Cover: Early Main Group Metal Catalysis by Sjoerd Harder

Early Main Group Metal Catalysis

Concepts and Reactions



Edited by
Sjoerd Harder








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Print ISBN: 978-3-527-34448-2

ePDF ISBN: 978-3-527-81801-3

ePub ISBN: 978-3-527-81803-7

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Tá an leabhar seo tiomnaithe do ghrá mo chroí Nollaig agus Darragh James


I remember having mixed feelings when Wiley-VCH approached me about editing a book on early main group metal catalysis. On the one hand, I was very excited, because the well-known blue/white Wiley-VCH books stand for quality in scientific publishing. An offer like this meant that the very young and emerging field of s-block metal catalysis has now matured to a discipline of its own. On the other hand, I knew it would be a tough and time-consuming challenge. Currently scientists are rated on successful research grants and the number and impact of scientific papers and therefore it would be hard to find committed authors.

Excitement apparently won from worries about stony roads. The book in your hands is the first monograph fully devoted to catalysis with early main group metals. It is a testimony to the very rapid developments in a field that is normally dominated by precious transition metals. When I started doing chemistry with the more exotic alkaline earth metals Ca, Sr, and Ba in the middle 1990s, I never could have dreamt that these metals catalyze stereoselective alkene polymerization or hydroamination, hydrosilylation, and even alkene hydrogenation. Transition-metal-free hydrogenation breaks the dogma that partially filled d-orbitals are needed for C=C bond activation. Now, more than 20 years later, the urge to replace precious metals by abundant elements is more critical than ever. In view of an exploding world population and increasing demands to share our rising welfare, thoughts about our planet's resources are a moral imperative. Sustainable chemistry not only needs renewable resources but also “green” catalysts based on metals that are not threatened to be depleted soon. Therefore, this publication could not have been launched more timely.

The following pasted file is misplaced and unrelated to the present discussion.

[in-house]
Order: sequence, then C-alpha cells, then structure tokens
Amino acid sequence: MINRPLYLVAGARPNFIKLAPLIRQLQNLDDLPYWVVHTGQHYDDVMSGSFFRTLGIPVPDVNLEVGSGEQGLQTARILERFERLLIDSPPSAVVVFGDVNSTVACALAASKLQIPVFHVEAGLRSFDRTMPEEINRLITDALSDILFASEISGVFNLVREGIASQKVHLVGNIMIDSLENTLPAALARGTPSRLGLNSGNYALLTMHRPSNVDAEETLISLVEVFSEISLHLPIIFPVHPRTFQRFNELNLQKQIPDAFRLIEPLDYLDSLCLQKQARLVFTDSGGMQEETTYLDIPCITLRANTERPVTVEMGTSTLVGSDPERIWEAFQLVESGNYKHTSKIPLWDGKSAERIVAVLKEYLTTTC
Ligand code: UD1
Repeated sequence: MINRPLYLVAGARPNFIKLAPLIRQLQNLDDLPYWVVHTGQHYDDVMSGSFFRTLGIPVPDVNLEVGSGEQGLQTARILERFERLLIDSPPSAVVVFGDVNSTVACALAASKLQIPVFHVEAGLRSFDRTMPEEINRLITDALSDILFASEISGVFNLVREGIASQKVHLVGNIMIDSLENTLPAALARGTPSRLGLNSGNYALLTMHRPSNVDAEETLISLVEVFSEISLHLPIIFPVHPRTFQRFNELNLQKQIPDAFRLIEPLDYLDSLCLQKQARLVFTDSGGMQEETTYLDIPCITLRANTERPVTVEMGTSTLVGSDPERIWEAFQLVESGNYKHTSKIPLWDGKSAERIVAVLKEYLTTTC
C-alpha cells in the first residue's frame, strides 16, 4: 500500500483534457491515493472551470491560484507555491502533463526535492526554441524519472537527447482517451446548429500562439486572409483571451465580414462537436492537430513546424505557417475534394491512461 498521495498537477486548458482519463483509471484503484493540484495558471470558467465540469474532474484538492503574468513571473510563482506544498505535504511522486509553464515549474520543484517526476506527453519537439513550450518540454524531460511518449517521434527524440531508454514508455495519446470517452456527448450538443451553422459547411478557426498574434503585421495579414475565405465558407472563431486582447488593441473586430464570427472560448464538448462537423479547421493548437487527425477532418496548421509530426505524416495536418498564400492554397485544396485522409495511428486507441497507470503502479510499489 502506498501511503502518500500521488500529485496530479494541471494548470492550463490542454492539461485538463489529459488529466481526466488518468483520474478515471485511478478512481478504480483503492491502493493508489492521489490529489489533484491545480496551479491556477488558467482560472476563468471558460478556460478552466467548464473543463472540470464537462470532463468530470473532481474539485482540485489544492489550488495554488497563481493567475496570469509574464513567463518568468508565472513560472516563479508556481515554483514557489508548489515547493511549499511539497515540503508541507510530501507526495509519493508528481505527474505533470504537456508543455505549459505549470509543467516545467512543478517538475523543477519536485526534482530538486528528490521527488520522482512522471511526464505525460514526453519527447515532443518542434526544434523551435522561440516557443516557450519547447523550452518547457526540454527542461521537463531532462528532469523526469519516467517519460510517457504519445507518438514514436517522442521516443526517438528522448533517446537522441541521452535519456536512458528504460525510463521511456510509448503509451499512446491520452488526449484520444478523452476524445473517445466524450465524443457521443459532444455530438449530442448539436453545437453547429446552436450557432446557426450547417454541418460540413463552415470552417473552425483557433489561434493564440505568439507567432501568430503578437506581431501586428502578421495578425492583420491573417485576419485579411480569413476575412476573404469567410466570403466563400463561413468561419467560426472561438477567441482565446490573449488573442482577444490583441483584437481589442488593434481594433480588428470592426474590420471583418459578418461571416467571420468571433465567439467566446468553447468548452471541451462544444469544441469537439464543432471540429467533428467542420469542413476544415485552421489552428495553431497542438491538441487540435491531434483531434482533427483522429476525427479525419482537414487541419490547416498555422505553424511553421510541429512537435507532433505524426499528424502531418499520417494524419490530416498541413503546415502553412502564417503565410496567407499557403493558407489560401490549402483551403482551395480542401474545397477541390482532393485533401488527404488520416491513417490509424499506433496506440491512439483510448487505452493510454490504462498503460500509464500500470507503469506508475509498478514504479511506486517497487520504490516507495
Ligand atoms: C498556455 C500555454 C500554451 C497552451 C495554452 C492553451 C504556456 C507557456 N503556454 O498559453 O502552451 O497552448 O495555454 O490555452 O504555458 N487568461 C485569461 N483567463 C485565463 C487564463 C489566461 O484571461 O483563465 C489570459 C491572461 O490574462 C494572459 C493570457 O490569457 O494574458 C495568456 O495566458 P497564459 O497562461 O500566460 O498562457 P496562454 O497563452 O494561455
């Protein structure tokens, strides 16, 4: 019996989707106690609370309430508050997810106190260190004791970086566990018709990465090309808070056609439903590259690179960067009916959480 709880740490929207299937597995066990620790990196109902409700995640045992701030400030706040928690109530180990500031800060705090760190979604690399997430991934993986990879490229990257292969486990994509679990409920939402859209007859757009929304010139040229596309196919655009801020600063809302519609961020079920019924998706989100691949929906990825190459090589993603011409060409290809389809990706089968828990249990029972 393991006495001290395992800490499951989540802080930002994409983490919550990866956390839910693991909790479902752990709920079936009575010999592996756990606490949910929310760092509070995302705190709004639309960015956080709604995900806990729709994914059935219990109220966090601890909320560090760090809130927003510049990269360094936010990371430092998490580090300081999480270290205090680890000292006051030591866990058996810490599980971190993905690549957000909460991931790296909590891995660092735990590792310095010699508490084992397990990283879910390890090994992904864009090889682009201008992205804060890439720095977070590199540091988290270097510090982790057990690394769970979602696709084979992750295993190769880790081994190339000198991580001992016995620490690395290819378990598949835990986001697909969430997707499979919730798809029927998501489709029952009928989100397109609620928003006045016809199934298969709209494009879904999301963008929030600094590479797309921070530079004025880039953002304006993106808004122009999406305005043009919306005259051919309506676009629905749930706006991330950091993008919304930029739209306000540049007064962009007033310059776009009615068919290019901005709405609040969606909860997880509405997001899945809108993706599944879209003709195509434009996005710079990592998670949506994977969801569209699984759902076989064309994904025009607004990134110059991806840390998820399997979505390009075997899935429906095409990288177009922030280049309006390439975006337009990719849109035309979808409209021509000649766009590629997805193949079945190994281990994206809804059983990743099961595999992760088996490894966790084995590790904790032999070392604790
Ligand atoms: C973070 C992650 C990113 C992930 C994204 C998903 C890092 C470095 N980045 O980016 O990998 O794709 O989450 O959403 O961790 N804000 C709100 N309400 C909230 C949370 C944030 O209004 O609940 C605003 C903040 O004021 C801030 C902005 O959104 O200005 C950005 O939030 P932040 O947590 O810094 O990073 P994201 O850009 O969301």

This single book does not have pretensions to be comprehensive – a series would be needed instead. It will, however, cover the most important aspects of early main group metal catalysis. It aims at not only specialists in the field but also beginners. The latter group will profit from the introductory chapter, which discusses the bare fundamentals of s-block chemistry and the working principles of its catalysts. Each of the chapters that follow deals with a specific topic. They aim to be educational rather than encyclopedic, describing major breakthroughs while emphasizing differences between early main group and transition metal catalysis. I am greatly indebted to the many authors who contributed to these specialist chapters. These experts in the field wrote from a personal perspective and their different styles give this book the vibrancy that typifies this field of research.

Although it is clear that s-block metal catalysis still has many shortcomings, there are nevertheless several interesting advantages that make it worthwhile to follow this path. During one of my visits to the TU Berlin, the late chemist Herbert Schumann professed that the ultimate goal should be to do catalysis with those elements you find in your backyard. I hope that this collection of reviews in early main group metal catalysis will inspire a larger group of researchers to join the club and look forward to the many future breakthroughs in this field!

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May 2019